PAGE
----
Physicists at The Institute of Cancer Research (ICR) and The Royal Marsden NHS Foundation Trust have devised a new treatment plan to avoid the impact of radiotherapy on sensitive organs near tumours and reduce associated side effects.
Radiotherapy involves delivering a high radiation dose to tumours in order to destroy cancer cells and spare healthy tissue. However, the therapy could lead to side effects that affect a patient’s quality of life.
Currently, doctors consider patient scans and irradiate an area around a tumour to ensure it is hit by the radiation beam. The researchers added that these plans do not consider organs that are close to the beam’s path.
The new approach uses mathematical formulae to spare nearby sensitive organs from radiation damage by designing treatment margins that avoid the organs but treat the whole tumour.
These ‘adaptive margins’ are expected to decrease side effects and enable better overall treatment.
During the study, the researchers mapped each radiation beam to measure the cumulative exposure of tissue surrounding tumours, followed by accounting the position of nearby sensitive organs to adjust the margins used in treatment.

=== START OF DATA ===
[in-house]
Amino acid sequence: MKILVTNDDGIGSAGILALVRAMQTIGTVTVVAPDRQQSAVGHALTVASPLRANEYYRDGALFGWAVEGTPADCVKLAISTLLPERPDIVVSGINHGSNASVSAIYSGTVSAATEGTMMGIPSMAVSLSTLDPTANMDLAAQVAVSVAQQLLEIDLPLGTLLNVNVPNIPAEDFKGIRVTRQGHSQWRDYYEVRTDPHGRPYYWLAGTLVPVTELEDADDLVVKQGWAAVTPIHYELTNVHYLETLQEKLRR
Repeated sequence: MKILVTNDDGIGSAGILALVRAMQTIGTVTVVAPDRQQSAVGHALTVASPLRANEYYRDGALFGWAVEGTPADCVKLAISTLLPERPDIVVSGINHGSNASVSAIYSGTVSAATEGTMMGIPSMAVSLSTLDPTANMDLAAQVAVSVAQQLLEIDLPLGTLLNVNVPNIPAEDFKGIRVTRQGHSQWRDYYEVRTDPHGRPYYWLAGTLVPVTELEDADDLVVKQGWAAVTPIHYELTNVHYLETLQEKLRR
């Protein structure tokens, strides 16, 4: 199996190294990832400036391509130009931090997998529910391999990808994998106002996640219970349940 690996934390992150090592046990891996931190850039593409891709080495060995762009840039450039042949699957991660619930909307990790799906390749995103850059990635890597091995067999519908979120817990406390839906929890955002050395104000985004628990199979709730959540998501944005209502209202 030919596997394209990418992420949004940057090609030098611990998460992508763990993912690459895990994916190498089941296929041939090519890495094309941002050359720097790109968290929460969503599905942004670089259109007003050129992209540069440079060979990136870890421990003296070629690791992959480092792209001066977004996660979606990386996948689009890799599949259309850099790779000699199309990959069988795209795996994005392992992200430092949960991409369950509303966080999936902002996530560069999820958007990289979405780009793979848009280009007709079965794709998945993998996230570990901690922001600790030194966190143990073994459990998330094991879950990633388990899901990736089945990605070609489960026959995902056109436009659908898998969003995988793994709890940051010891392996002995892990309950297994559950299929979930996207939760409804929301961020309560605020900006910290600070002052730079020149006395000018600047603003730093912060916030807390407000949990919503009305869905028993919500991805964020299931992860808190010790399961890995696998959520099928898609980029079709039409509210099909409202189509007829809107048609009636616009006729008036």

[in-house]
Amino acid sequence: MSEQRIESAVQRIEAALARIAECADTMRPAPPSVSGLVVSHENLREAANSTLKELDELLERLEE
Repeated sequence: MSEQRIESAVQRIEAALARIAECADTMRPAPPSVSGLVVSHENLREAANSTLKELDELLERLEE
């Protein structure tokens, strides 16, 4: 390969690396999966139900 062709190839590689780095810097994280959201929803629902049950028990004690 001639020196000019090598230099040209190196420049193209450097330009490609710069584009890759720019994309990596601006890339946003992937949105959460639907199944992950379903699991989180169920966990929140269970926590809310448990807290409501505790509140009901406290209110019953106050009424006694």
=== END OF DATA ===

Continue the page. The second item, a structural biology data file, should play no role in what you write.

When tested using data from five prostate cancer patients, the new plans were observed to enable delivery of radiation doses to tumours while also exposing nearby bladder and rectum to lesser radiation, compared to plans without any adjustments.
Study first author Henry Tsang said: “Our study shows adaptive margins that factor in the presence of nearby organs reduces their exposure to damaging radiation, while still treating the tumour.
“We demonstrated our technique to plan radiotherapy treatment for prostate cancer, but it could easily be adapted to other forms of the disease.”
The research was supported by Cancer Research UK and the NIHR Biomedical Research Centre at The Royal Marsden.